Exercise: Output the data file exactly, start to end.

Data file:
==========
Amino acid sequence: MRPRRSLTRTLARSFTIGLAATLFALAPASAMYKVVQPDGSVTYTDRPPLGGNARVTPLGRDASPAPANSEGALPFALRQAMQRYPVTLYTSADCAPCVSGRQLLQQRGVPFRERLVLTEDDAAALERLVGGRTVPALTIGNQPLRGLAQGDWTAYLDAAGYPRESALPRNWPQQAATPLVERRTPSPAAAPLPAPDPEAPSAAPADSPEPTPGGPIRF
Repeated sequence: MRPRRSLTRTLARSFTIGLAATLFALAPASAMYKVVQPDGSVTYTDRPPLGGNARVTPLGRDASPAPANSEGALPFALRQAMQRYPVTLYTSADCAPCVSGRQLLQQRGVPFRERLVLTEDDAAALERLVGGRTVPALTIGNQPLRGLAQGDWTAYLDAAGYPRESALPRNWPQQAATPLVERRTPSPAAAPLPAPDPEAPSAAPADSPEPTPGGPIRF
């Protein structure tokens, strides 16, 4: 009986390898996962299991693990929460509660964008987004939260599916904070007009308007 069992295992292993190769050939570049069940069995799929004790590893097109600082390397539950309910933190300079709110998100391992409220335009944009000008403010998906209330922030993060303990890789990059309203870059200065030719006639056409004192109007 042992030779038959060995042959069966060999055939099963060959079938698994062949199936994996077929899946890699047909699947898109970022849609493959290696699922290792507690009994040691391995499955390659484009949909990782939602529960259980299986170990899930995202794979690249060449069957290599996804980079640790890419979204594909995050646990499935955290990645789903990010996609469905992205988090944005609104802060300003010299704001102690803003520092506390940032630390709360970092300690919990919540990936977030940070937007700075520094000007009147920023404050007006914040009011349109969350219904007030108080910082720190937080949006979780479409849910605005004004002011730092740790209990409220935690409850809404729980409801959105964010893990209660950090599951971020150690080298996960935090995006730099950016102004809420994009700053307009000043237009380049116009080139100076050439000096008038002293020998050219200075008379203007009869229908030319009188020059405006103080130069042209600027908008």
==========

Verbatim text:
Amino acid sequence: MRPRRSLTRTLARSFTIGLAATLFALAPASAMYKVVQPDGSVTYTDRPPLGGNARVTPLGRDASPAPANSEGALPFALRQAMQRYPVTLYTSADCAPCVSGRQLLQQRGVPFRERLVLTEDDAAALERLVGGRTVPALTIGNQPLRGLAQGDWTAYLDAAGYPRESALPRNWPQQAATPLVERRTPSPAAAPLPAPDPEAPSAAPADSPEPTPGGPIRF
Repeated sequence: MRPRRSLTRTLARSFTIGLAATLFALAPASAMYKVVQPDGSVTYTDRPPLGGNARVTPLGRDASPAPANSEGALPFALRQAMQRYPVTLYTSADCAPCVSGRQLLQQRGVPFRERLVLTEDDAAALERLVGGRTVPALTIGNQPLRGLAQGDWTAYLDAAGYPRESALPRNWPQQAATPLVERRTPSPAAAPLPAPDPEAPSAAPADSPEPTPGGPIRF
């Protein structure tokens, strides 16, 4: 009986390898996962299991693990929460509660964008987004939260599916904070007009308007 069992295992292993190769050939570049069940069995799929004790590893097109600082390397539950309910933190300079709110998100391992409220335009944009000008403010998906209330922030993060303990890789990059309203870059200065030719006639056409004192109007 042992030779038959060995042959069966060999055939099963060959079938698994062949199936994996077929899946890699047909699947898109970022849609493959290696699922290792507690009994040691391995499955390659484009949909990782939602529960259980299986170990899930995202794979690249060449069957290599996804980079640790890419979204594909995050646990499935955290990645789903990010996609469905992205988090944005609104802060300003010299704001102690803003520092506390940032630390709360970092300690919990919540990936977030940070937007700075520094000007009147920023404050007006914040009011349109969350219904007030108080910082720190937080949006979780479409849910605005004004002011730092740790209990409220935690409850809404729980409801959105964010893990209660950090599951971020150690080298996960935090995006730099950016102004809420994009700053307009000043237009380049116009080139100076050439000096008038002293020998050219200075008379203007009869229908030319009188020059405006103080130069042209600027908008």